Trump cancels summit with N Korea's Kim over 'broken promises'

By AFP   May 24, 2018 | 04:32 pm PT
Trump cancels summit with N Korea's Kim over 'broken promises'
U.S. President Donald Trump informed Kim Jong Un he is cancelling their nuclear summit next month in Singapore, in a letter released by the White House. Photo by AFP
The Pentagon indicated it was braced to respond to possible 'provocative actions' on Pyongyang's part.

U.S. President Donald Trump on Thursday called off his planned June summit with Kim Jong Un, blaming "open hostility" from the North Korean regime and warning Pyongyang against committing any "foolish or reckless acts."

In a letter to Kim, Trump announced he would not go ahead with the high-stakes meeting set for June 12 in Singapore, following what the White House called a "trail of broken promises" by the North.

Just before Trump announced the cancellation of the talks, North Korea declared it had "completely" dismantled its nuclear test site, in a carefully choreographed move portrayed as a goodwill gesture ahead of the summit.

But the chances of success for the unprecedented face-to-face had recently been thrown into doubt.

Trump's announcement, in which he vowed to pursue Washington's campaign of "maximum pressure" through sanctions, came a day after Pyongyang hardened its rhetoric by attacking Vice President Mike Pence as "ignorant and stupid."

"Sadly, based on the tremendous anger and open hostility displayed in your most recent statement, I feel it is inappropriate, at this time, to have this long-planned meeting," read Trump's letter to Kim, which was dictated word for word by the U.S. leader, according to a senior White House official.

"The world, and North Korea in particular, has lost a great opportunity for lasting peace and great prosperity and wealth. This missed opportunity is a truly sad moment in history," Trump said.

The Pentagon indicated it was braced to respond to possible "provocative actions" on Pyongyang's part.

But the Republican president also held out hope that a meeting with Kim could still take place, saying: "It's possible that the existing summit could take place, or a summit at some later date. Nobody should be anxious. We have to get it right."

"If and when Kim Jong Un chooses to engage in constructive dialogue and actions, I am waiting," he added.

Foreign leaders reacted with dismay to the summit collapse, with South Korean President Moon Jae-in expressing "deep regret" and summoning top security aides for emergency talks.

U.N. Secretary-General Antonio Guterres urged the parties to keep talking, as did host Singapore, while Russia's President Vladimir Putin held out hope that dialogue would resume and the talks would eventually take place.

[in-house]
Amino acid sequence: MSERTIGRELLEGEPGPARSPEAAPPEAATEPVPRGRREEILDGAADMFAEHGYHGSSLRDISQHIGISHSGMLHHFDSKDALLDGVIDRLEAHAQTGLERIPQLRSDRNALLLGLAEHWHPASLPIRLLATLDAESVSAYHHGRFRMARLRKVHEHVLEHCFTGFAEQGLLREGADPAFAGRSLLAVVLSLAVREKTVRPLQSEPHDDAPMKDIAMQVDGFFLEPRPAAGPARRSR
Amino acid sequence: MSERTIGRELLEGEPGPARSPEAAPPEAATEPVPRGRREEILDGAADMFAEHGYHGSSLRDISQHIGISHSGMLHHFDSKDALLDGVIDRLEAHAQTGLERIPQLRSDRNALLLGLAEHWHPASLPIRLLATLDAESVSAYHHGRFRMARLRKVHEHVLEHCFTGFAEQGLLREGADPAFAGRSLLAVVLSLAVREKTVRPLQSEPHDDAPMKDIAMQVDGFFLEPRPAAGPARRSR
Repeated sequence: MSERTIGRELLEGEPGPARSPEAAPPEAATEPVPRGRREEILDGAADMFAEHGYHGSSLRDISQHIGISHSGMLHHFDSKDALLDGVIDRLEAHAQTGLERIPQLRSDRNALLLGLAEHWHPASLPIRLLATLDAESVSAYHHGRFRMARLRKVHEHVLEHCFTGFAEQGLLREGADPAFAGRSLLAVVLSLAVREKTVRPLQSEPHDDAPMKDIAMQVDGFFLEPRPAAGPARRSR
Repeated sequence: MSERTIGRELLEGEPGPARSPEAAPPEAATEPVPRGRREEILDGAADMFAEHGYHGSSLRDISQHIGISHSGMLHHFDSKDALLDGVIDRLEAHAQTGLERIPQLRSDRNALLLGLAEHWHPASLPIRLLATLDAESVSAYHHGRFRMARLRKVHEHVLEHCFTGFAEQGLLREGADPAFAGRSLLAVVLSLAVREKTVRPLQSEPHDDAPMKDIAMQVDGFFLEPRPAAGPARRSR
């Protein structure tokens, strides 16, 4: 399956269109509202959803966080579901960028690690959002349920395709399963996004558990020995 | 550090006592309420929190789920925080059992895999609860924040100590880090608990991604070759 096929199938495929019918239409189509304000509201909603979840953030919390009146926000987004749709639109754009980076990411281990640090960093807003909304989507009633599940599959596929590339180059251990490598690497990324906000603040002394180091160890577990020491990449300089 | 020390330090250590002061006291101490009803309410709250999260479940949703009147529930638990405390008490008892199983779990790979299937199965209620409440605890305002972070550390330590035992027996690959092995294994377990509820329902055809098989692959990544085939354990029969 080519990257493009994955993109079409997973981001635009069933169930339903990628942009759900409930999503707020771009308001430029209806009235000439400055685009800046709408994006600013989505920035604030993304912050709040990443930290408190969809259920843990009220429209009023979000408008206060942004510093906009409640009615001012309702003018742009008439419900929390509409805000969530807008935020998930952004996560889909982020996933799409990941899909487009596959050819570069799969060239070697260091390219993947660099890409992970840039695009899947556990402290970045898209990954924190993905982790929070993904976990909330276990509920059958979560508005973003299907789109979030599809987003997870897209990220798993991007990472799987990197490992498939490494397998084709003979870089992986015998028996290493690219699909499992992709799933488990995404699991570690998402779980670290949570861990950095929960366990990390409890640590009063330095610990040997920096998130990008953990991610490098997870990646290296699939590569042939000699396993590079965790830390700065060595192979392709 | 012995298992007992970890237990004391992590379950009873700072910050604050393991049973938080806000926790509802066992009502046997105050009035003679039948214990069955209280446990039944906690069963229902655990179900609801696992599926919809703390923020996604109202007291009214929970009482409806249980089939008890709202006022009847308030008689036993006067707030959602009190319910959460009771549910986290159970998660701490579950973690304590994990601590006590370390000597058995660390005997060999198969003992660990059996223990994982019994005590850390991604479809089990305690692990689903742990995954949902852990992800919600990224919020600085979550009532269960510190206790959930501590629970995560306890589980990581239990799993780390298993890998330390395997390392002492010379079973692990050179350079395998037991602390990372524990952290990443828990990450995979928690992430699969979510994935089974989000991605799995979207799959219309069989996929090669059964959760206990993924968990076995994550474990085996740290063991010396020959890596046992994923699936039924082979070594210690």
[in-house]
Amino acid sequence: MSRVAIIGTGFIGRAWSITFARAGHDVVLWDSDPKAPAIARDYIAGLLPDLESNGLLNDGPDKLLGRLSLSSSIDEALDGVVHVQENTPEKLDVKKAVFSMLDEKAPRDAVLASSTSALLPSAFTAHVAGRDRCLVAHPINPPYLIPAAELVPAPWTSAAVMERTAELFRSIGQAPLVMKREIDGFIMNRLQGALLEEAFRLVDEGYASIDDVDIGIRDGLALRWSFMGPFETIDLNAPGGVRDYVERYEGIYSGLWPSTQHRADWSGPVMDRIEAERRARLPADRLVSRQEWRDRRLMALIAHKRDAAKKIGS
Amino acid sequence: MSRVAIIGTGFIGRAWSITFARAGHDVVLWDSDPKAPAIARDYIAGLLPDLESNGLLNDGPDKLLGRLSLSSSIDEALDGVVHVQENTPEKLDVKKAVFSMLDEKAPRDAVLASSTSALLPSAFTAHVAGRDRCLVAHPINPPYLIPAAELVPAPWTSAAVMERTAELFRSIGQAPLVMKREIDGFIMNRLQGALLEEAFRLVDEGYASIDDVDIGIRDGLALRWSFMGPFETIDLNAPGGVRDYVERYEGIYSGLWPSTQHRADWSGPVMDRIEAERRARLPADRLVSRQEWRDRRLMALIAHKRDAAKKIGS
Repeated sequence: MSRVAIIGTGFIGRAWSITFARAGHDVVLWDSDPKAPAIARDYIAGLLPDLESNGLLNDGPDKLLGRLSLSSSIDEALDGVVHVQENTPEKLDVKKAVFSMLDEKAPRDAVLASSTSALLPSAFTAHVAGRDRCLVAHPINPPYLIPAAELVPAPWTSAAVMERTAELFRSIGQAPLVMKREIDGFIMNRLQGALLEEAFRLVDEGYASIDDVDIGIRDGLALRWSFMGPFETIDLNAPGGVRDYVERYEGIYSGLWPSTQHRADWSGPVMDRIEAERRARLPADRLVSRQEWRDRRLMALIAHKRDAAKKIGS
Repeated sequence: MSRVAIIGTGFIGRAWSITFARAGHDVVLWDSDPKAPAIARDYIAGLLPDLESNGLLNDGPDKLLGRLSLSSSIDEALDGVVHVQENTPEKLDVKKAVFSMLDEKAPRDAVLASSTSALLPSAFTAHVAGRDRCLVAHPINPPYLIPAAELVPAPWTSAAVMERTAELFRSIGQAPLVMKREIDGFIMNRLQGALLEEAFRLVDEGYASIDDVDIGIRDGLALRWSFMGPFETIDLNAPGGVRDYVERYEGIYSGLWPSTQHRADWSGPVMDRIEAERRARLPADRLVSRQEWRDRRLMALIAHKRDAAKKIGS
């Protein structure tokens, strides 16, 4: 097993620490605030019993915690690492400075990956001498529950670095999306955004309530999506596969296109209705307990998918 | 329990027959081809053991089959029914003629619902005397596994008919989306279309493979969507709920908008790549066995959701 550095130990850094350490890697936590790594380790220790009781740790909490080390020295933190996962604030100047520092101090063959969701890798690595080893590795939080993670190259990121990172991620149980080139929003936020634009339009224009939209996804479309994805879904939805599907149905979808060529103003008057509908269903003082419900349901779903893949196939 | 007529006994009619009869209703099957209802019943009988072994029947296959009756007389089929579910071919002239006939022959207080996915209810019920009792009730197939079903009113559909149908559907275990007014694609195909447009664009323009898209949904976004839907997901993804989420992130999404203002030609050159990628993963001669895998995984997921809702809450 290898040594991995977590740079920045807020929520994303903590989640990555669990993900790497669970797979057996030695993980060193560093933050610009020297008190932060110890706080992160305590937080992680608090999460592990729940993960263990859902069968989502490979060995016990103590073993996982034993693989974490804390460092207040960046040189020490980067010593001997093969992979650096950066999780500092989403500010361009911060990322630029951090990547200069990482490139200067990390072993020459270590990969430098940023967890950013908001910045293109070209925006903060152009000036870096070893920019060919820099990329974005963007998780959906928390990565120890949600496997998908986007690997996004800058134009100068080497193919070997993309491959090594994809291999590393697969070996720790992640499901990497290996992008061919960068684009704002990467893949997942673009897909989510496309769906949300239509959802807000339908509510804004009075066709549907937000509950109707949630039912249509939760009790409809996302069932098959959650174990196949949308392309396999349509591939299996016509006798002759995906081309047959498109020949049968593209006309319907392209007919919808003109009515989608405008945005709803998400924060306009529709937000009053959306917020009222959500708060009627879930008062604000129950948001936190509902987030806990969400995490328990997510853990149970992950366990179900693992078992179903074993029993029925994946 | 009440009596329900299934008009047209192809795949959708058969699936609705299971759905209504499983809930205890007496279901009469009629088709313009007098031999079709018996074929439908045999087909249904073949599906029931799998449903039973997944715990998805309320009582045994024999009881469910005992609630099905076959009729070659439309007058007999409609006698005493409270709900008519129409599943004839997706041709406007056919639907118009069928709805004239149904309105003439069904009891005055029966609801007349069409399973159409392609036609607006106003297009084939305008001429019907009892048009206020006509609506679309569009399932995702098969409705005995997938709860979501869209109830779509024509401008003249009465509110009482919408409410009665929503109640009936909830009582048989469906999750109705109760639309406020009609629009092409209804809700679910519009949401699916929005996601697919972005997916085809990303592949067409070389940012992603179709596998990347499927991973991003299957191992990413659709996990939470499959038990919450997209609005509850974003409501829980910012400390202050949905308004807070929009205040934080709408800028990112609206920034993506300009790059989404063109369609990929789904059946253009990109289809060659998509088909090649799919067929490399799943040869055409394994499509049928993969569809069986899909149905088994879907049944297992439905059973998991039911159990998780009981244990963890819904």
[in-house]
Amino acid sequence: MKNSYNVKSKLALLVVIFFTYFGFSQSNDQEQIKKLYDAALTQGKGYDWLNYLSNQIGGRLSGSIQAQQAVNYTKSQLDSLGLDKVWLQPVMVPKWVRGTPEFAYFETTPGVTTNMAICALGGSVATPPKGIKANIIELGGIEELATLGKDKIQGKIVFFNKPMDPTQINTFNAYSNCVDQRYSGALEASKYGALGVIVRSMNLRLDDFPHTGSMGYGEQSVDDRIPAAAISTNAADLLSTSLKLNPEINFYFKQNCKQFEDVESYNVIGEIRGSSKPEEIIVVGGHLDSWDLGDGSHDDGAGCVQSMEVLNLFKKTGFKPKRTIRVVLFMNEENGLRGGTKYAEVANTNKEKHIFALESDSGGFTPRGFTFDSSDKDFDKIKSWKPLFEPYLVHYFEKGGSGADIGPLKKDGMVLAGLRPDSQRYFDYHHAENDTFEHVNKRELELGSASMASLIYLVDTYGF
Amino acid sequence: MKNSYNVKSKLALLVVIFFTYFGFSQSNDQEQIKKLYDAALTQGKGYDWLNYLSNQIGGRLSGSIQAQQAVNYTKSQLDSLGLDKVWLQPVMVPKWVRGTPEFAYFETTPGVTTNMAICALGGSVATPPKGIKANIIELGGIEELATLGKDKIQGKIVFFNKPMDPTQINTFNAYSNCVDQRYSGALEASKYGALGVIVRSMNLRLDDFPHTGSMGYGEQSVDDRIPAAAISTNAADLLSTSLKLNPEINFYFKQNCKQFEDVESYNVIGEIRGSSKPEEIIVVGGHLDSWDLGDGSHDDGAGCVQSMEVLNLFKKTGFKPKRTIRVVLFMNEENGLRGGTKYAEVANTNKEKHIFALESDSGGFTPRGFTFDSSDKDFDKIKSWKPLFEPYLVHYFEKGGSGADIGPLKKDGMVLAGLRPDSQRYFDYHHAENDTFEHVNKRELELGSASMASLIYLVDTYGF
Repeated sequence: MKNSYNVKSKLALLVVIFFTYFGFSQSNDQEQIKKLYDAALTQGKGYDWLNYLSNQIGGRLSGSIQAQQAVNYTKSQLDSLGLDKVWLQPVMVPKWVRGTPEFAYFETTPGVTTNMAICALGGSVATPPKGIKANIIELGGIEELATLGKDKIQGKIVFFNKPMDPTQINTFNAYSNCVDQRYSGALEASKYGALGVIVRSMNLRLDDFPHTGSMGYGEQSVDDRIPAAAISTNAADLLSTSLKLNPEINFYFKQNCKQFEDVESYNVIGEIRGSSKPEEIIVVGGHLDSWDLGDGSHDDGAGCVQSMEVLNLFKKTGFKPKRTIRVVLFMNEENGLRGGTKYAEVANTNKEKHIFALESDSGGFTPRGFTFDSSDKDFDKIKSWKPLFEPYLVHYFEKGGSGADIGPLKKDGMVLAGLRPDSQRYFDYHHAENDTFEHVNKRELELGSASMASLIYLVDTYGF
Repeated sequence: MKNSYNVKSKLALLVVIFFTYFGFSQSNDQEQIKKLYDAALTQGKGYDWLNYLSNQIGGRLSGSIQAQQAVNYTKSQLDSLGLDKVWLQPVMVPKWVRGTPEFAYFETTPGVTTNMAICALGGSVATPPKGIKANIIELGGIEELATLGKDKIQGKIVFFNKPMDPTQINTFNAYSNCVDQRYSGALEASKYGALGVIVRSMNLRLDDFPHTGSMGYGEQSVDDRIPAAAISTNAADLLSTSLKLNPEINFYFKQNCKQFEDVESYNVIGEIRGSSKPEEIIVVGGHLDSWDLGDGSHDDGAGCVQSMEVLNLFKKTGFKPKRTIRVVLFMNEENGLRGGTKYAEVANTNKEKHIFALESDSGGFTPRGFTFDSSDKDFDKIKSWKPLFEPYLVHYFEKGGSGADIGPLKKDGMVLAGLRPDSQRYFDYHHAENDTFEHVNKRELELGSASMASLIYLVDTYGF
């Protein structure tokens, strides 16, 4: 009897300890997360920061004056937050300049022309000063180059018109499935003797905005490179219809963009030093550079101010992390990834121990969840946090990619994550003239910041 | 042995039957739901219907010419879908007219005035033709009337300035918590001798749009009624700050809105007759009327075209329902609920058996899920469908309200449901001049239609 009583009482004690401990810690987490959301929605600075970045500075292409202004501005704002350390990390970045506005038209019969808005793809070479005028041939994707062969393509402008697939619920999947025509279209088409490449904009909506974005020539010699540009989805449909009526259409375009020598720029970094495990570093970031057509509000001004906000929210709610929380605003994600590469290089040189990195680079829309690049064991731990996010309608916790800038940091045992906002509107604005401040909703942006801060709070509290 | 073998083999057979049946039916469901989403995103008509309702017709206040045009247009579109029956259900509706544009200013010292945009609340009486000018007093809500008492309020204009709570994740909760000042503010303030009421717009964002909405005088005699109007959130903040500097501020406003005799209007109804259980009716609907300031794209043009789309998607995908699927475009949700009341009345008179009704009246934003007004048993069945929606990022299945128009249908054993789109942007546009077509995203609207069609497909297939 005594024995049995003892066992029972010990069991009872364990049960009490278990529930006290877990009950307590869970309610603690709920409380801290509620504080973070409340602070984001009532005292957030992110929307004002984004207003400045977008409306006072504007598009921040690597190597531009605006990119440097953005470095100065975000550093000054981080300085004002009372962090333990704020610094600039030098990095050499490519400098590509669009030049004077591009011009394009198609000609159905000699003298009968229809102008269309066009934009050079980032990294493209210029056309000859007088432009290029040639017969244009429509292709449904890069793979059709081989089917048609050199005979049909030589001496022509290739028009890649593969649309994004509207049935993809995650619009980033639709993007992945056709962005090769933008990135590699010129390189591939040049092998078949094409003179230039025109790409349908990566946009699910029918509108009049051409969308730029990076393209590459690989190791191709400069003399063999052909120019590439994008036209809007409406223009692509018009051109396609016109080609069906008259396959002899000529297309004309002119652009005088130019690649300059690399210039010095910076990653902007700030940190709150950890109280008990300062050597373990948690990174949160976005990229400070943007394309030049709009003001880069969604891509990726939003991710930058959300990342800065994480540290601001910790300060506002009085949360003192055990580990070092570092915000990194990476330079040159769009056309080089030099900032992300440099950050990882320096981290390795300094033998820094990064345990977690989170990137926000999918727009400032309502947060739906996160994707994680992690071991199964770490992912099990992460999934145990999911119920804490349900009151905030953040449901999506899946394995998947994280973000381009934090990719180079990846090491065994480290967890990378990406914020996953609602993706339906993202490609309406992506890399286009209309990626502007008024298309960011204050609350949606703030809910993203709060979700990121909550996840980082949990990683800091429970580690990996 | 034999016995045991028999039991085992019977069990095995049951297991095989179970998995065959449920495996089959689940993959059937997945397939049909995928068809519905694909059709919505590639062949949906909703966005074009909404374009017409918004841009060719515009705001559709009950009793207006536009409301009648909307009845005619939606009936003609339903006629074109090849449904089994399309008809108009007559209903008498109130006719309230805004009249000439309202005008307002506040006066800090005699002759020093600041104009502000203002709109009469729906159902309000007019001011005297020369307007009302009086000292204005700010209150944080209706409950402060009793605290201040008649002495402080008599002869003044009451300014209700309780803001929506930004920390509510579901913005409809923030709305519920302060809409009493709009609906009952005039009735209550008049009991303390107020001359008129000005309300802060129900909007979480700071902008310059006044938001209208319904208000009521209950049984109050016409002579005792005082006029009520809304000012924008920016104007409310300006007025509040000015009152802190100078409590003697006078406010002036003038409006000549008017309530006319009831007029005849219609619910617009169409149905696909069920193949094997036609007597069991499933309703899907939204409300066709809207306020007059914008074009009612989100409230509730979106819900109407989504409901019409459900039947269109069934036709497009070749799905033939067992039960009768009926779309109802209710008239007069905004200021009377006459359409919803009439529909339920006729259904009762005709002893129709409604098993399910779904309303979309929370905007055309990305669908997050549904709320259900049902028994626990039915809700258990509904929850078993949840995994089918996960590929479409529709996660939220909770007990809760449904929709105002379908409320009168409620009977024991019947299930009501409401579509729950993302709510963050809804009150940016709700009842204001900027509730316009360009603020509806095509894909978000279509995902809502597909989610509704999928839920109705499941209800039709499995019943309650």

'Rocking and ready'

Politically, Trump had invested heavily in the success of the planned summit. Privately, most U.S. officials, as well as outside observers, believed it would go ahead despite the uptick in tensions.

But as the date drew nearer, the gulf in expectations between the two sides became apparent.

Washington has made it clear it wants to see the "complete, verifiable and irreversible denuclearization" of the North.

But Pyongyang has vowed it will never give up its nuclear deterrent until it feels safe from what it terms U.S. aggression.

Meanwhile, a senior White House official said Pyongyang had demonstrated a "profound lack of good faith" in the run-up to the summit - including standing up the White House's deputy chief of staff, who had travelled to Singapore for preparatory talks.

"They waited and they waited. The North Koreans never showed up. The North Koreans did not tell us anything - they simply stood us up," said the official, speaking on condition of anonymity.

The White House viewed North Korea's objection to a routine U.S.-South Korean joint military exercise - and its recent cancellation of a meeting with the South Koreans - as a breach of its commitments leading up to the summit.

It also was unhappy about the North's failure to allow international observers to verify the dismantling of its Punggye-ri test site, the staging ground for all six of its nuclear tests which was buried inside a mountain near the border with China.

"That promise was broken," the White House official said.

While a small group of journalists invited to the site described a series of explosions throughout the day, the official stressed that "we will not have forensic evidence that much was accomplished."

"We certainly hope that it's the case but really don't know."

Abraham Denmark, director of the Asia program at the Wilson Center think tank, warned of the knock-on effects canceling the meeting could have.

"South Korea is also likely to be angered, and the Alliance will take a hit. Expect Seoul to try to continue engagements with Pyongyang, even if it widens a rift with Washington," Denmark wrote on Twitter.

U.S. Secretary of State Mike Pompeo - who twice travelled to Pyongyang to lay the groundwork for the summit - said it was scrapped because a "successful outcome" did not seem possible.

He reiterated however that he had reached "a real understanding" with Kim, and that the American team had been "rocking and ready and prepared for this meeting."

But Democratic congressional leader Nancy Pelosi was scathing towards Trump's administration - blaming a lack of preparation for the summit collapse and judging Kim to be the "big winner."

"It's clear he didn't know what he was getting into," she said of Trump. "And now he's walking away from it in this very chummy, palsy-walsy letter to Kim Jong Un."

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